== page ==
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Middle East J Anaesthesiol. 2012 Oct;21(6):843-50.

Videolaryngoscopic endotracheal intubation (GlideScope) of morbidly obese patients in semi-erect position: a comparison with rapid sequence induction in supine position.

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Department of Anesthesiology, Wayne State University/Detroit Medical Center, Detroit, MI 48201, USA.



In regards to peri-anesthetic morbidity considerations, morbidly obese patients often have full stomach for extended periods secondary to delayed gastric emptying. Additionally, they may have difficulty lying supine because of multiple reasons.


The purpose of the study was to compare endotracheal intubation of morbidly obese patients placed in semi-erect position with the rapid sequence induction in the supine position using GlideScope video laryngoscopy.


A prospective randomized study was conducted in ASA I-III patients aged 18-65 years who were scheduled for bariatric surgery. Group A (Study Group): General anesthesia was induced in the semi-erect position, and endotracheal intubation was performed by the investigator positioned in front of the patient. The GlideScope blade was held in the right hand of the investigator during intubation and endotracheal tube with rigid stylet was inserted using the left hand. Group B (Control Group): General anesthesia was induced and patient's trachea intubated in the standard supine position.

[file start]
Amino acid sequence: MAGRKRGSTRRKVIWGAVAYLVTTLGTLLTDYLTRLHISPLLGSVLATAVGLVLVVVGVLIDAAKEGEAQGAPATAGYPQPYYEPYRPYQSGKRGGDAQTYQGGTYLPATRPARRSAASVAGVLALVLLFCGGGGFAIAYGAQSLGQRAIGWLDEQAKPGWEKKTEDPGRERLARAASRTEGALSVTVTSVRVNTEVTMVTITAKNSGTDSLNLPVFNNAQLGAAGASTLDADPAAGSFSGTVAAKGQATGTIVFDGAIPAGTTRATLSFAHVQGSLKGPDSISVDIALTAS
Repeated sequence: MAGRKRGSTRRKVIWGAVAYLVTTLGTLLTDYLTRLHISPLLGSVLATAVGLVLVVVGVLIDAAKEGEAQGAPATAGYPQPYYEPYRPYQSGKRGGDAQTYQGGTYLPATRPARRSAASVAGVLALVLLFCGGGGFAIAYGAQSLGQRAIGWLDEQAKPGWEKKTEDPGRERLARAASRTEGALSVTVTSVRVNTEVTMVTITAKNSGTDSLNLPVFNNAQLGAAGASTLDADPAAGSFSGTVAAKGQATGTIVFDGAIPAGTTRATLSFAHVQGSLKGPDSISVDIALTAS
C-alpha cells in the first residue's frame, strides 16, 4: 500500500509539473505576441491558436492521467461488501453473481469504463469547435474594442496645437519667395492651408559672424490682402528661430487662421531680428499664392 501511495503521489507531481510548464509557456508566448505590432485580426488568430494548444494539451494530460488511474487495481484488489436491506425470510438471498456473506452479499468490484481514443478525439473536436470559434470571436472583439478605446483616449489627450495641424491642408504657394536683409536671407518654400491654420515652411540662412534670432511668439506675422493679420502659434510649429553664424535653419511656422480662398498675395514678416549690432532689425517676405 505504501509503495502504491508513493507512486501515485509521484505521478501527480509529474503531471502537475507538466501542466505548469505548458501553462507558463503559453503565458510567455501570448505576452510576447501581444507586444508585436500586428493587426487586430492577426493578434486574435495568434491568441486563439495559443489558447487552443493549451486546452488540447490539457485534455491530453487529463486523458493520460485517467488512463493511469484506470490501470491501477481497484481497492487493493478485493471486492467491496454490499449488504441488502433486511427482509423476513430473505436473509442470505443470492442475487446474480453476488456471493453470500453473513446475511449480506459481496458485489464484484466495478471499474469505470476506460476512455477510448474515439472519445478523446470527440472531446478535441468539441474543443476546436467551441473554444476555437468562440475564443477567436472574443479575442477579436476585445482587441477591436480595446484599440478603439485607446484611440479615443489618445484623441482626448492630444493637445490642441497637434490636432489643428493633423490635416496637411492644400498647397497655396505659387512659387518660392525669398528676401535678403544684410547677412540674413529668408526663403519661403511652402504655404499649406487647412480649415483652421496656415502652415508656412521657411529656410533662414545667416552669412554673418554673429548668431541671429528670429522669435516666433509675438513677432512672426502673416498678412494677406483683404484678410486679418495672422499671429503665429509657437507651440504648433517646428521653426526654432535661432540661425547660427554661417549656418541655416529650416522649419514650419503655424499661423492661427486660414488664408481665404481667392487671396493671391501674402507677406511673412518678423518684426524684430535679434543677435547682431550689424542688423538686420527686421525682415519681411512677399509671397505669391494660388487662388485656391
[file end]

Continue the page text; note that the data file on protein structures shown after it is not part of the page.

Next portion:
39 patients underwent endotracheal intubation in semi-erect position (Study Group) and 37 patients underwent endotracheal intubation in supine position (Control Group). No differences were observed in the intubation parameters or patient safety. Intubation times required to secure patients' airways were not significantly insignificant (p = 0.42) between the two groups; desaturation episodes occurred 50% less frequently (though insignificant p = 0.42) in the semierect group.


This is the first prospective study demonstrating endotracheal intubation with GlideScope in the semi-erect position as comparable to standard supine position intubation. Moreover, gravity-directed and aligned biomechanics in the semi-erect position may be ergonomically more efficient for intubating morbidly obese patients.

[Indexed for MEDLINE]

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